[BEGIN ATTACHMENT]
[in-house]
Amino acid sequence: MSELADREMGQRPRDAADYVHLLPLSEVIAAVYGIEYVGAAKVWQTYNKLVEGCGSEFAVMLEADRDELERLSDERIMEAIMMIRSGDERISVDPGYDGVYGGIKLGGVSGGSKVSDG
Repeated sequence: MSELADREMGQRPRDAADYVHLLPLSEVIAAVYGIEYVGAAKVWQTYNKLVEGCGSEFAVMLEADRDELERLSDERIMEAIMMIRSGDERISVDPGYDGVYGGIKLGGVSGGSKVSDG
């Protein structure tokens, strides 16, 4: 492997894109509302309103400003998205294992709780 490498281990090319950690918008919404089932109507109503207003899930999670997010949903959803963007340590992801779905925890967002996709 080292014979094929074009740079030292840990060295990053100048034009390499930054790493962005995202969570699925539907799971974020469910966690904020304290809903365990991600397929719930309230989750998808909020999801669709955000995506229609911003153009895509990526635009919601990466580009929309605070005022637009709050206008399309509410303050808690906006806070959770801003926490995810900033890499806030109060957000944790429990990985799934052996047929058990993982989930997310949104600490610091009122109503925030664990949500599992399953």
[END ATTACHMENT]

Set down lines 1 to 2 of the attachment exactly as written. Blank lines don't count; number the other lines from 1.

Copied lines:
[in-house]
Amino acid sequence: MSELADREMGQRPRDAADYVHLLPLSEVIAAVYGIEYVGAAKVWQTYNKLVEGCGSEFAVMLEADRDELERLSDERIMEAIMMIRSGDERISVDPGYDGVYGGIKLGGVSGGSKVSDG